A person can only have so much control over their mental state of mind when it feels like they're in the epicentre of a tornado.
That's been what this past month has felt like. I've had to begin 'living' in two cities again, my energy and mental clarity have been hazy at best, and I've realized, life for everyone around me continues moving forward with no pause for the weight of the experience I am going through. Add onto this mix a five-day fever, and you have me feeling the worst I've felt in years, and questioning every ounce of my self-worth with no perceived end in sight.
And that's why days like today are awesome. I'm not naive enough to think I'm on 'the other side' and that days won't keep sucking, and that I won't go down the rabbit hole of self-hatred anymore, but I have become so much more aware, and grateful for, the days that feel good. The days where I love myself, the days where I can really receive love from the people around me, the days where I remember my value, and the value of what I have to offer this world. The days when I can open my laptop and feel strong enough to think and work.
Rather, I suppose it's moments like these, not days.
Waking up this morning was hard. Getting out of bed, opening my mind up to the fleury of the world and e-mails, and acknowledgements I am not apart of, and work that is being questioned, all enabling me to stare deep into that rabbit hole of self pity and a really bad day.
But then I made a choice. To call Mitch, and to lay all my insecurities bare, and to talk. To share. To ask for help, and another perspective to lift me back to life. To remind me of my worth, and what I am capable of.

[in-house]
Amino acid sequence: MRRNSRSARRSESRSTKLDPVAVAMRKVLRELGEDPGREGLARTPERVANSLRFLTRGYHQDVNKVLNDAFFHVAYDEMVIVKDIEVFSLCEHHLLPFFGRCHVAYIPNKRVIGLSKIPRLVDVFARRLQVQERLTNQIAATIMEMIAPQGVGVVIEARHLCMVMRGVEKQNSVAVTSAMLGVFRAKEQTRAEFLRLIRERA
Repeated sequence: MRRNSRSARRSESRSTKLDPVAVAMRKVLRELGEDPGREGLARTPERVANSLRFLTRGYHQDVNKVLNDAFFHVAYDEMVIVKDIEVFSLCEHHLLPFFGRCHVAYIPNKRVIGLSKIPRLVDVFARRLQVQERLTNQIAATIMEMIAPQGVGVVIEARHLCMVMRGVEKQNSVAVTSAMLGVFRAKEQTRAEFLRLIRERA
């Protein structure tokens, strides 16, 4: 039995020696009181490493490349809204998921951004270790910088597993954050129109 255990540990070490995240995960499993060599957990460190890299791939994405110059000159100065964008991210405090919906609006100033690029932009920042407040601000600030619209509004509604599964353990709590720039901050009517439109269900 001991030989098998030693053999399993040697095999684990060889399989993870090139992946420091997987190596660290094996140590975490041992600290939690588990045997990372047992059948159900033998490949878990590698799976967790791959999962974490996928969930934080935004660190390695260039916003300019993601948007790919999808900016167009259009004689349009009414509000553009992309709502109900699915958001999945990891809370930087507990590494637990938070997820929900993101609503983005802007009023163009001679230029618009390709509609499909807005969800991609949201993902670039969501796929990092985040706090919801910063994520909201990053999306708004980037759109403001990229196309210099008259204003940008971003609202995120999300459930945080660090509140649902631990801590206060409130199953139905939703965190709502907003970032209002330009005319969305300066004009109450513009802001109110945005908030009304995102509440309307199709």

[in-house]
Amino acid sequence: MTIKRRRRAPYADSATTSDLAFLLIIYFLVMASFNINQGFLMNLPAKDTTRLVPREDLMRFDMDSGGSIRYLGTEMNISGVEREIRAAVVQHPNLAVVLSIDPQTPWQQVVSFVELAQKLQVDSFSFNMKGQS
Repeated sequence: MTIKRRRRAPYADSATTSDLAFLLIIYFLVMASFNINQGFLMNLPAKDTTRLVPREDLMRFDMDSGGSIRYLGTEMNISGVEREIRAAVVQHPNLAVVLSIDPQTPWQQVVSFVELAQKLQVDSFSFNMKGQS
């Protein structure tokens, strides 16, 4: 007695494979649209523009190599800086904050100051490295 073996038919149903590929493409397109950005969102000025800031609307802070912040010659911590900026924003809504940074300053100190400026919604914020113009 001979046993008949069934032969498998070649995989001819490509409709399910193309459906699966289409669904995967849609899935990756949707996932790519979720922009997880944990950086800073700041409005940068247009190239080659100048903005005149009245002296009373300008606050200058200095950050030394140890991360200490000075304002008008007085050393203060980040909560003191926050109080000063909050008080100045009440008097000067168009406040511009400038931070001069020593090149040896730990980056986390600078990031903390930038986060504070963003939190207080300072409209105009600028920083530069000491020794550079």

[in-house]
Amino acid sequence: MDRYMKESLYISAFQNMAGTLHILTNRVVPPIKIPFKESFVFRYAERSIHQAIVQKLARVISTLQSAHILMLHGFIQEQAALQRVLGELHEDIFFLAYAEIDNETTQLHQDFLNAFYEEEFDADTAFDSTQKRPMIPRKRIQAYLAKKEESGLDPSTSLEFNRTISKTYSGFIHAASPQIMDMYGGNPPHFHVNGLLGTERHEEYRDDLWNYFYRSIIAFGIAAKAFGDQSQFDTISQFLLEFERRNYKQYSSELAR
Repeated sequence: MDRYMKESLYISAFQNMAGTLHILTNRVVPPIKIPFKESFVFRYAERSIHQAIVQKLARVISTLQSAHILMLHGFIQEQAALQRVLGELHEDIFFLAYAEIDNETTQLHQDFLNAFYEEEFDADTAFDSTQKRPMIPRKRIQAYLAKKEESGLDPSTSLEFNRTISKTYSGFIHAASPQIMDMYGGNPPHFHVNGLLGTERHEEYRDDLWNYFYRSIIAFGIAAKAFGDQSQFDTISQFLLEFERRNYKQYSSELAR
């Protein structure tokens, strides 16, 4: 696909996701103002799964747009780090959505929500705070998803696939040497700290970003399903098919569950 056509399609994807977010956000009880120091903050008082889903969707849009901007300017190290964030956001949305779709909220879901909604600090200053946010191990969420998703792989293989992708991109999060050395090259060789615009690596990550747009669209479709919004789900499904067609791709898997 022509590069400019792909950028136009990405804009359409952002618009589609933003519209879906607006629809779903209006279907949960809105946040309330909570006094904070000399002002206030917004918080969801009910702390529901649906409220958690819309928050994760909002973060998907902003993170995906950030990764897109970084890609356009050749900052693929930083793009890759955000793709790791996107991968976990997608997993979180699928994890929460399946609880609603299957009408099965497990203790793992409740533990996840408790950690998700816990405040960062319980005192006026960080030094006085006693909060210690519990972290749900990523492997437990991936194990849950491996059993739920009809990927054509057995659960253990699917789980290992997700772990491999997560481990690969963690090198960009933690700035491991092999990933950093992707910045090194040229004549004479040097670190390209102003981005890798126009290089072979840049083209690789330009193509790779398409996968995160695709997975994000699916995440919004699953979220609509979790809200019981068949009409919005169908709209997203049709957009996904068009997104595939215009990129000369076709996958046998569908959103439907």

I am so used to thinking I have to go this alone. That I have to be strong enough to make it out of this. But that's only part of the story. I need help. Lots of it. I needed my mom here last week to take care of me, and I need her and Mitch everyday to remind me of who I am, because when you're sick, or when you're grieving, or when you're facing a disease that scares the crap out of you, you need help.
Asking for help is an act of bravery and courage, and it comes from you. Asking for help does not make you weak, it makes you better.
I was listening to Tony Robbins and Oprah yesterday because I needed a psychological lift, and Tony talked about something that resonated really deeply for me. Post-traumatic growth. One's ability to rise from trauma - our resilience and courage manifest when we are able to stand back up on our own two feet with our loved ones lifting us up. Our ability to look back and say, 'See how powerful that helped me become?'
Hearing about post-traumatic growth made me feel strong. It gave me space to breathe, it made me remember everything I've grown through, everything I've had to face in my life, and everything that has brought me to this moment. This reprieve from my mind, this moment of clarity, and words, and worth, and work. Today, in this moment, I feel like me again. The version of me that serves myself and the world most.
Every corner of this experience is so unbearably hard. But knowing I'm going to survive, and knowing that this struggle isn't forever, is the greatest hope I can hold onto.
So here's to more and more moments of mental freedom, and the courage to ask for help to make it through the rest.